Jill Boughton
Jill Boughton
Freelance Writer
May 18, 2020 // Uncategorized

Father Paul McCarthy: ‘Like a breath of fresh air’

Jill Boughton
Jill Boughton
Freelance Writer

Father Paul McCarthy

“God has a plan for everyone’s life,” explained Father Paul McCarthy, who will retire in June as pastor of St. Stanislaus Kostka Parish in New Carlisle. “When I felt His call strongly, I responded, ‘If that’s what I’m supposed to do, I’ll do it.’”

Father McCarthy first heard that call as a 12-year-old attending St. Therese, Little Flower Parish in South Bend. The oldest of nine children, he credits his parents’ devotion to the Holy Family as an important influence. Each of the eight boys has the middle name Joseph, and his sister’s name is Mary.

However, he didn’t enter the seminary until he was 28, after being drafted into the U.S. Navy. He worked his way through college by serving at restaurants and filling stations after attending Michigan colleges but eventually graduating from IUSB.

After being ordained in 1984, Father McCarthy served at St. Matthew Cathedral under Bishop Joseph Crowley. His other assignments have included St. Mary Parish, Huntington; St. Mary of the Assumption Parish, South Bend (which subsequently merged with St. Jude); and St. John the Baptist Parish, New Haven. Parishioners from those places still call or stop in to see how he’s doing, he said. He has been at St. Stanislaus Kostka for 13 years, where he is also much beloved.

Besides being active in the pro-life movement, Father McCarthy serves as chaplain for the Serra Club and the areawide Legion of Mary. The most satisfying aspect of his parish ministry in recent years, he said, has been visiting the homebound and those in care facilities, celebrating Mass weekly in nearby nursing homes. “It’s part of the living and dying process,” he said simply.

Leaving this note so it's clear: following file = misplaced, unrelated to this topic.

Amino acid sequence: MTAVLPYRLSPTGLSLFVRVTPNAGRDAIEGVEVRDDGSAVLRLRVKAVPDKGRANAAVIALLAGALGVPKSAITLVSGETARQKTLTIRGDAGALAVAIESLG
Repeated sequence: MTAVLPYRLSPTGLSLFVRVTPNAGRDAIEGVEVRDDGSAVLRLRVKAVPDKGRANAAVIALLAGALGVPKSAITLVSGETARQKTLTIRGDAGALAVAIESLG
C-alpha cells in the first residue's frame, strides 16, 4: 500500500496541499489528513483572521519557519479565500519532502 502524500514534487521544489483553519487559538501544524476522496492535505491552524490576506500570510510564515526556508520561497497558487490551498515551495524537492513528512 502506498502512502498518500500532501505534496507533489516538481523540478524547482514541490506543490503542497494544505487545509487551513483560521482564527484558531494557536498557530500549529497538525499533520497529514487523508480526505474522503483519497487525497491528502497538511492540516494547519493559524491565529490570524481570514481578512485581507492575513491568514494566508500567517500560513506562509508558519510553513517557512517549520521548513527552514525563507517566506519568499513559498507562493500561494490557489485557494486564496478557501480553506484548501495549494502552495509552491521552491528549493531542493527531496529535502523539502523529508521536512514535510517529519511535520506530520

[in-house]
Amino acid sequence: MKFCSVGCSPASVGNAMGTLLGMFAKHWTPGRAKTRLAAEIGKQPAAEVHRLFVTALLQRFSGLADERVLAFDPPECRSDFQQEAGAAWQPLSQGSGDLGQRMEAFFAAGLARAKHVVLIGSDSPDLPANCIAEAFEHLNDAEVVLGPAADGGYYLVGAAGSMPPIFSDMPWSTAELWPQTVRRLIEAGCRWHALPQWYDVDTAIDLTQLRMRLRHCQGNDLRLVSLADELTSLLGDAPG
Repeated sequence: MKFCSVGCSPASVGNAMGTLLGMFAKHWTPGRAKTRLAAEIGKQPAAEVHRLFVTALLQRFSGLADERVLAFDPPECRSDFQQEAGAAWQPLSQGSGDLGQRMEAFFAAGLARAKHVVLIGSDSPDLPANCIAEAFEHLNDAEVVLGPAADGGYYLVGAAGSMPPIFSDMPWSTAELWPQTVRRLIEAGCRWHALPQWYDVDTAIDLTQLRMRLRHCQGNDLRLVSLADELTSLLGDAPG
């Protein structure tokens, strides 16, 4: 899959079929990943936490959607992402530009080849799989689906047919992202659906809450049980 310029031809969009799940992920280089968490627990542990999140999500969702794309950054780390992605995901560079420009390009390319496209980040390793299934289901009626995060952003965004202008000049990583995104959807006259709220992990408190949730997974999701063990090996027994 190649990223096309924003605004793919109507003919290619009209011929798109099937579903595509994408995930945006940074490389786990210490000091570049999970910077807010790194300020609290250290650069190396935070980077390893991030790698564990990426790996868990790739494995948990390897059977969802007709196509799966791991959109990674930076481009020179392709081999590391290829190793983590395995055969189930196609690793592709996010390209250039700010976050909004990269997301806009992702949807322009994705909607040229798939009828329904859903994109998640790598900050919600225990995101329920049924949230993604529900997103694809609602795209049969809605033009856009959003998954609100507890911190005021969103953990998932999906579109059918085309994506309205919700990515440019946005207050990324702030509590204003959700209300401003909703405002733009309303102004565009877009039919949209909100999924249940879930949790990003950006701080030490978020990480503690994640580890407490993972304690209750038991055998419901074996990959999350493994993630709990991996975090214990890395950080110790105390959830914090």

Each of his parishes has been blessed with a school. One of the most challenging things for Father McCarthy about overseeing a school, he said, has been school parents who aren’t engaged with their own faith. However, that point of frustration has been balanced by his work in preparation classes for the Rite of Christian Initiation of Adults with people eager to join the Church.

Recent health struggles have led to Father McCarthy’s retirement, but parish administrator Diane Oudhuis noted, “Pain never slows him down; he just keeps plugging away with a good sense of humor. I’ve learned so much from him about kindness, patience and compassion for others.”

She shared, “Father Paul was like a breath of fresh air to this parish … It didn’t remain quiet for very long after Father’s arrival. He brought parishioners together again and brought so many new faces and activities for the young and old to our parish. It was heartwarming. You can feel the love he has for the Church and his parishioners.”

While at his new home in residence at St. Elizabeth Ann Seton Parish in Fort Wayne, Father McCarthy plans to continue serving as much as he can. Hobbies that may occupy more of his time in retirement include coin collecting and following his favorite Chicago teams, the Bears and the White Sox.

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